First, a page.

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Author Interview - Laura Diaz de Arce

Author Laura Diaz de Arce joins me on Author Interviews this week.

I hope you enjoy learning a little about Laura's journey as an author.

Thank you for being my guest, Laura!

About Writing/Books/Being an Author

1. Do you remember the first book you read that had an impact on you - in what way and what was the name of that book?

The first book that pops up is probably The Voyage of the Basset by James C. Christensen which I think I received in first to second grade. I think that was the first challenging book I read, but it helped that it had these gorgeous pictures and mythologies throughout it. I think I liked the fantastic nature of it all, the way the text played with the illustrations, the side notations, it pushed what I thought books could be. Plus, I loved myths and I loved how the mythological creatures were humanized. I think I just loved the breadth of fantasy that was presented.

2. When did you first realize you wanted to write?

I don't know that I never didn't want to write. I used to write short stories for fun as a child and up through adolescence. But I think, when you grow up a bit poor and you're an academically inclined kid, writing isn't a supported track because it isn't guaranteed money. I knew I wanted it to eventually be a full-time career, but I also realized that is not necessarily something available. But no matter what, I wanted writing to be a part of my life, I can't have it not be.

3. Who is/are your favourite author(s)?

I'm lucky enough to have a lot of fabulous contemporaries and to be surrounded by fabulous writers like Priya Sridhar, Brandon Chinn, Enrique Bedlam, and Matilda Reyes. I also love work by Jacqueline Carey (who I got to interview![1]), James Triptree Jr., and Katherine Arden. I deeply love the surreal and poetic prose of Monique Quintana, Rios de la Luz, and Leza Cantoral. Then I also have authors I love for the fun of reading, like Cathy Yardley. It's hard to say favorites, I tend to gorge on an author's work and move on, or even if I don't like a particular piece, I find myself admiring the craft of it.

4. What is your favourite thing about writing? What is your least favourite thing about writing?

The absolute best thing is that little “zing” feeling you get when you've got an idea or a little bit of inspiration. The whole thing can be a bit of a buzz when you're writing and in problem-solving mode.

The worst, for me, is the physical act. I have arthritis, and in a sort of irony, hand writing is largely painful, and while typing is mostly fine, afterwards I'll be physically sore and in pain for a while. I'm not a person that's good at dictating, but I will have to get to that point soon.

5. Where do your ideas come from?

There are certain themes and motifs that are reoccurring for me and I tend to find new ways to express them. Environmentalism and environmental degradation are big ones. Different feminisms will inevitably make their way in, as will mental illness and mental health in some form. I tend to like using transformation, animals, and consumption as ways to express interaction and power-struggles. As for the ideas, they come if you let them. Reading helps a lot, because it can create a conversation between one writer and another. But also, actually going places and doing things can spark a new idea. I also enjoy a prompt to kickstart things, or certain calls for stories can provide a challenge that can lead to useable ideas. The creativity is just there, if you let it be.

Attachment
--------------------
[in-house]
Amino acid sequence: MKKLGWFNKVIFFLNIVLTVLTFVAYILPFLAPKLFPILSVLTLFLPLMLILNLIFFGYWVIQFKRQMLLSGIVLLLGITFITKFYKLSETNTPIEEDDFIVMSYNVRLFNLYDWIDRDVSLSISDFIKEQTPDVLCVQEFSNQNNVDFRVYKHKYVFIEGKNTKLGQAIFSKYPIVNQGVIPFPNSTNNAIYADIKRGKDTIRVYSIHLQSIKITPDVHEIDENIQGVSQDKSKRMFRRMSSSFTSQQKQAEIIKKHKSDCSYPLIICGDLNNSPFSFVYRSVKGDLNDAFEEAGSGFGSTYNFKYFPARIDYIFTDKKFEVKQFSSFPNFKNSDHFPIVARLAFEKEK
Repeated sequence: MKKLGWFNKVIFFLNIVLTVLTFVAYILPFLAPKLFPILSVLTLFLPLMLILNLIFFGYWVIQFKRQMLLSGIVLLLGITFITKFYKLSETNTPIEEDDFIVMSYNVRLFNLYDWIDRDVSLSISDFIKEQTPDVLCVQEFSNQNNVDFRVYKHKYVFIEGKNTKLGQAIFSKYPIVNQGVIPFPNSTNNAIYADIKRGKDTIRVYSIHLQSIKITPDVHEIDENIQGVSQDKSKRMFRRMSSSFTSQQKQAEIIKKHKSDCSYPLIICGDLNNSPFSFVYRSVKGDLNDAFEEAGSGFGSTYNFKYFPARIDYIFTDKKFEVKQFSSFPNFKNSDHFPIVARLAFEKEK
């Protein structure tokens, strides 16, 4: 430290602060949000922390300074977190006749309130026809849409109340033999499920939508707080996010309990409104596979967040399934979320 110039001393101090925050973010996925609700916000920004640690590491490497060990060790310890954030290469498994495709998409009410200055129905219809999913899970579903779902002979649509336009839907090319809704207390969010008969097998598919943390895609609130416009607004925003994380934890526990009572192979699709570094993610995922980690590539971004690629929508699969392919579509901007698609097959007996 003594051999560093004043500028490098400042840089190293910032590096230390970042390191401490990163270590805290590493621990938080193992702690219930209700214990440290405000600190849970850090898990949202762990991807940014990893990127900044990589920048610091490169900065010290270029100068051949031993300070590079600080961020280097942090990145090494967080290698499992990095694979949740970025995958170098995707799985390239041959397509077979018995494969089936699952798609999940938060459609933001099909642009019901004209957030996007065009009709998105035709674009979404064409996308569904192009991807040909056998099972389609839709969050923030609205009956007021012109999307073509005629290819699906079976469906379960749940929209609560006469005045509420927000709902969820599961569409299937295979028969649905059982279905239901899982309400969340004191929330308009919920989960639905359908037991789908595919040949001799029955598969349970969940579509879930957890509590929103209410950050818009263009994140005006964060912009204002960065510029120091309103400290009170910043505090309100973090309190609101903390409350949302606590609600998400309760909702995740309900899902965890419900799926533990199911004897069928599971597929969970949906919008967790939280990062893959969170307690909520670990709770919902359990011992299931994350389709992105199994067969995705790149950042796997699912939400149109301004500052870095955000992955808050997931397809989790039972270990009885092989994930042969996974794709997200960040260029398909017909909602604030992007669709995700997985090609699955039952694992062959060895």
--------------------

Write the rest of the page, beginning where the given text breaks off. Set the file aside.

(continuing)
6. I’ve often found that creative people have more than one talent, what is yours?

I'm not an expert in anything else, really. Before the arthritis worsened, I liked to make costumes and cosplay. I'm pretty good with makeup and hair, and I sing a bit, although my ability to use my whole register needs work. I'm a pretty good cook though, but it's because I like to eat.

7. When you create characters, are they completely made up or do they resemble or remind you of people you know?

Sometimes they resemble people, but it is never a good thing for the person being portrayed.

There is a whole history of artists being vengeful and petty: Michelangelo painted a Cardinal who was criticizing his work as King Midas having his penis bitten off. Lewis Carroll turned John Ruskin into a whinging lizard. Hell, Gwen Stefani wrote Hollaback Girl about Courtney Love. I have no problem partaking in this history.

8. How do you come up with titles for your books?

Monstrosity came about because I noticed I was making a bunch of stories that centered on being some sort of monster, human or otherwise. I also liked it because it is a bit evocative, because to be a monstrosity is to be so grandiose, so grotesque, it can be considered inhuman. I wanted to play with that, to push that, and to say there is no such thing when we all have monstrous qualities. We both are and make the monster.

9. What are you working on now and can you tell us about it?

Well, I've got a good number of stories building for a second collection. Plus, two fantasy romance novels at like, 60% completion. I tend to bounce around. When those aren't enough, I have 2 science fiction books at different stages of development, one that is riskier and more experimental, and another I would describe as “vampires and witches in space”.

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